As a former felony prosecutor in this Commonwealth, I have seen first hand the effects meth production and its fallout have had on our community. When I first began prosecuting cases in the early to mid-1990’s, we saw the first meth labs begin to appear in our area. Meth use and the labs that are used to create it have increased dramatically since then. The only time meth labs decreased slightly was when the sale of ephedrine and pseudo ephedrine began to be tracked through the pharmacy log law in 2005. But the meth makers soon figured out how to work the system, and in 2008 the number of labs discovered began to increase dramatically again.

Mississippi and Oregon, the two states that have passed legislation similar to this proposed Kentucky legislation to again make ephedrine and pseudo ephedrine a controlled substance, have seen a dramatic drop in the number of meth labs. Mississippi’s law has only been in effect since July, 2010 and they have already seen a 70 percent decline in meth lab incidents. Oregon has dropped from 9 labs a month to fewer than 2. These statistics tell the story.

Let’s turn to the professionals that risk their lives everyday to protect us from the effects of meth and its users, and see what they say. They are on the “front lines” of this war. Over 25 drug task force, law enforcement and public safety agencies in the Commonwealth are in support of this effort. According to the Kentucky State Police, the number of meth labs is not only growing, but that growth is actually accelerating.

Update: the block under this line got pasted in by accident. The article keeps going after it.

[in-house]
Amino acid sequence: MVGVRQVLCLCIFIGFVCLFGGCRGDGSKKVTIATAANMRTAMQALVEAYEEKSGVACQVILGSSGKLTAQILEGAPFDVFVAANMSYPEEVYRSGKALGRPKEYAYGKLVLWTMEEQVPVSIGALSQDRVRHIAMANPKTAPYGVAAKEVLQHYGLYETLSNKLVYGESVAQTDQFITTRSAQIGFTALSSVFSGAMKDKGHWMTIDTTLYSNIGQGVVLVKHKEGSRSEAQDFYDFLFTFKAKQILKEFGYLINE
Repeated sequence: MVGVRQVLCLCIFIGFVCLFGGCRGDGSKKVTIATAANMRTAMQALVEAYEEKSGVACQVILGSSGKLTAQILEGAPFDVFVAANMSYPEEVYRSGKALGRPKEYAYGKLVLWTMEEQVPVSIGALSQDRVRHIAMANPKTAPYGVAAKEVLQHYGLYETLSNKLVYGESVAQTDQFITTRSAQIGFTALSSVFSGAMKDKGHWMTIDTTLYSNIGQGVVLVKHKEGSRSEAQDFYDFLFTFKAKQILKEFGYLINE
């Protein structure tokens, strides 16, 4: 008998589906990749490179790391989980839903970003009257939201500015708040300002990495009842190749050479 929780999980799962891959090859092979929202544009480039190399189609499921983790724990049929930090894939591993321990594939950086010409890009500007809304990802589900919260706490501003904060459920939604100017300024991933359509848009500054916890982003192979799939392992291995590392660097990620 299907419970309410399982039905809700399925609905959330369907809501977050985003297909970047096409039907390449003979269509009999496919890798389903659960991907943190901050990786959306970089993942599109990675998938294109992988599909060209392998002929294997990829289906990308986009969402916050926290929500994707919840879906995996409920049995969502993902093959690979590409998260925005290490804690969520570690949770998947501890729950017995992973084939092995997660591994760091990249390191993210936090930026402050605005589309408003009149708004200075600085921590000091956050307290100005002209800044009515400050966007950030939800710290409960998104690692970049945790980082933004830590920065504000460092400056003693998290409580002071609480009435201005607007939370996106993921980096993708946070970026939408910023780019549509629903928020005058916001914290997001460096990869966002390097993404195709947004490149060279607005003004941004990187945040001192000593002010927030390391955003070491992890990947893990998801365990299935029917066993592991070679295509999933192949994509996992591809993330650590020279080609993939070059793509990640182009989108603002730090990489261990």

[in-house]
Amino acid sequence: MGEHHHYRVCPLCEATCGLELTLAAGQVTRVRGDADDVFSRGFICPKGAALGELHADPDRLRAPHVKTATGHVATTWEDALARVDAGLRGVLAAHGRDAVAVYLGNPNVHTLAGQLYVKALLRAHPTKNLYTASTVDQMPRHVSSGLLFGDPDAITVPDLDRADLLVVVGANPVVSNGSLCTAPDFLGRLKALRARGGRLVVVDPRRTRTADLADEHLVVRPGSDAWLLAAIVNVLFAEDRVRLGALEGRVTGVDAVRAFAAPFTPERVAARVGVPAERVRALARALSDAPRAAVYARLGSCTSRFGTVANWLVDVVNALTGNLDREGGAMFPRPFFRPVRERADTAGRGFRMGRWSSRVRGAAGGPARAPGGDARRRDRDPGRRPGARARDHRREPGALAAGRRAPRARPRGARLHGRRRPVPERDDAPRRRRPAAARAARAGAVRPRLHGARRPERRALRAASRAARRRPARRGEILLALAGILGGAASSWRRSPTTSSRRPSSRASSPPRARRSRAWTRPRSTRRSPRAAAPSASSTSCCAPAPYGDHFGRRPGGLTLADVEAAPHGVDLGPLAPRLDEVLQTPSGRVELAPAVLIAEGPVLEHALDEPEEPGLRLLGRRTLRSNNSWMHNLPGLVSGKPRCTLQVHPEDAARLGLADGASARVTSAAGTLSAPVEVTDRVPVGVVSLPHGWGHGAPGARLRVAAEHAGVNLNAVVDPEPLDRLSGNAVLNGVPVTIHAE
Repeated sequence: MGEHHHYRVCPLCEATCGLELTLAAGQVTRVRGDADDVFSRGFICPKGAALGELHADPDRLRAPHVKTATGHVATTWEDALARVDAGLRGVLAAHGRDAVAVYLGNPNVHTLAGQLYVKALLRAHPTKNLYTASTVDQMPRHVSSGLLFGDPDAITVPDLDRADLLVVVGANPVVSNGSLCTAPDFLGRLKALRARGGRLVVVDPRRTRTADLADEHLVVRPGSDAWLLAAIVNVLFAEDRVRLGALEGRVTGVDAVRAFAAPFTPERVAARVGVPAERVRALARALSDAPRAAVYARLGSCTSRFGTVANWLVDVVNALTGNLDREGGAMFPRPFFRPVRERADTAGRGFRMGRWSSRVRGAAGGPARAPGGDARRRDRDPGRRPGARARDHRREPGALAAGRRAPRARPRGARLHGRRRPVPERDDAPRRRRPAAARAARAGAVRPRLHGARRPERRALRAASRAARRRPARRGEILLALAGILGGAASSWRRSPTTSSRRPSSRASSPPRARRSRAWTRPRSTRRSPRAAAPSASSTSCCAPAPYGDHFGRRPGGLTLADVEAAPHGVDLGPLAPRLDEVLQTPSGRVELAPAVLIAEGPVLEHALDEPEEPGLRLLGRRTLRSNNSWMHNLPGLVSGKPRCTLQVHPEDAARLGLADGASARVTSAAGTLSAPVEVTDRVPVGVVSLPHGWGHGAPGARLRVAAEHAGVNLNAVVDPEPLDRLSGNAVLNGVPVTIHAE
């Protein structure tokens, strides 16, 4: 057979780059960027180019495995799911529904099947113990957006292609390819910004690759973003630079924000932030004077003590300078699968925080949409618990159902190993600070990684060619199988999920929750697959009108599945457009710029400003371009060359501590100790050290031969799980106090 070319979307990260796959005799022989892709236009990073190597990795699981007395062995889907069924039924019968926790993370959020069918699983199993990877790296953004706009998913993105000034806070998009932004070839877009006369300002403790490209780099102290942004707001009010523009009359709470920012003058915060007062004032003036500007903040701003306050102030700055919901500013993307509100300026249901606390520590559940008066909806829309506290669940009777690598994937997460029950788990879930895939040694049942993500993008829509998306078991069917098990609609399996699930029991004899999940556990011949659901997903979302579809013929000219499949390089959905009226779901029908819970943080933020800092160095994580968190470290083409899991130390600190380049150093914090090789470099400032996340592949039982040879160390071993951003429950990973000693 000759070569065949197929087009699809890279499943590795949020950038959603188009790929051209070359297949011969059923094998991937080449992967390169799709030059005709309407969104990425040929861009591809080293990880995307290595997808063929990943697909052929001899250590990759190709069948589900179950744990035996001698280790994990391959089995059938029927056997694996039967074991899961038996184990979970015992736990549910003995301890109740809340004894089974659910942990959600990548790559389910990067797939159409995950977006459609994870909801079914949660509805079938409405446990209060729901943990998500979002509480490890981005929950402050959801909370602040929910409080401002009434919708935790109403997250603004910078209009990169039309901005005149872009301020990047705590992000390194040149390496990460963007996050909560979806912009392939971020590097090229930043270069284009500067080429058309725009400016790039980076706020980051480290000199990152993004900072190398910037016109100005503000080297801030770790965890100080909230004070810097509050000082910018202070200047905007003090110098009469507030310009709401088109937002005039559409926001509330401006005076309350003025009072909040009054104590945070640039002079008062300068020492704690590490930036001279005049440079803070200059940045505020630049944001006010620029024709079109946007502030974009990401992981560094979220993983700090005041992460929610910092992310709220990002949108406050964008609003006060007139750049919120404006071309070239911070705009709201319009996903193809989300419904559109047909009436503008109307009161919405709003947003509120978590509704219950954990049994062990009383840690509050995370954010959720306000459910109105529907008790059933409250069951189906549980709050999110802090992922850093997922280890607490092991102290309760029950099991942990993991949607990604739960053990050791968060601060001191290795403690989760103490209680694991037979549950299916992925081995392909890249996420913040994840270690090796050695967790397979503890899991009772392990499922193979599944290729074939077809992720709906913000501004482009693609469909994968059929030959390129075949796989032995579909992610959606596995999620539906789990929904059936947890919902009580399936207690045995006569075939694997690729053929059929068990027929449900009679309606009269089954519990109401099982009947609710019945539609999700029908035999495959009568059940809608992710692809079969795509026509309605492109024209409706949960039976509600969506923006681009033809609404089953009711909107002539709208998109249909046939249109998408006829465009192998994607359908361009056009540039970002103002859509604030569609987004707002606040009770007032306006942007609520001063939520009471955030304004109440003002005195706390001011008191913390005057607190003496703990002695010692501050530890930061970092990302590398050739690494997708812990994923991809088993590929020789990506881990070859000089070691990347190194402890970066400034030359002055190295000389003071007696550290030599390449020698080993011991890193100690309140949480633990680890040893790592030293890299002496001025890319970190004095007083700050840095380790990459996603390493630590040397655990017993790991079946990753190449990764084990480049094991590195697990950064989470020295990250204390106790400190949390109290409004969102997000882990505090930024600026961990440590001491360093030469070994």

Let’s address the inconvenience to the consumer. There are over 130 allergy medications that will NOT be effected by this change in the law. Only 15 cold or allergy products will be affected. In Oregon, there have been hardly any consumer complaints since their law went into effect. Also, neither Oregon nor Mississippi has seen an undue burden on the healthcare system as a result of passage of this law in their states.

We have all seen the repeated news articles in our local papers about this dreadful problem….the lives of families and children ruined because of meth. We have read about the lives lost and the toll this takes on our communities. We see these things and think… what can I do to help change this and make a difference? Well, you can. Call your State Representative and State Senator today and urge them to support this proposed law to help end meth in our Commonwealth. If Oregon and Mississippi can do it, and it worked there, we can too!

1:30 PM  
Blogger KYJurisDoctor said...

I say: if anyone wants to kill themselves with drug abuse, let's NOT stand in their way!

I'm tired of every time some hoodlum does something bad, we PUNISH law abiding citizens instead, just as here by making folks go to a Dr's clinic, pay the EXORBITANT office visit fee, so we can cure the common cold.

What's next, get a prescription for a Whopper, because folks become obese from eating them? And we know the health costs to society because of obesity, don't we?

5:43 PM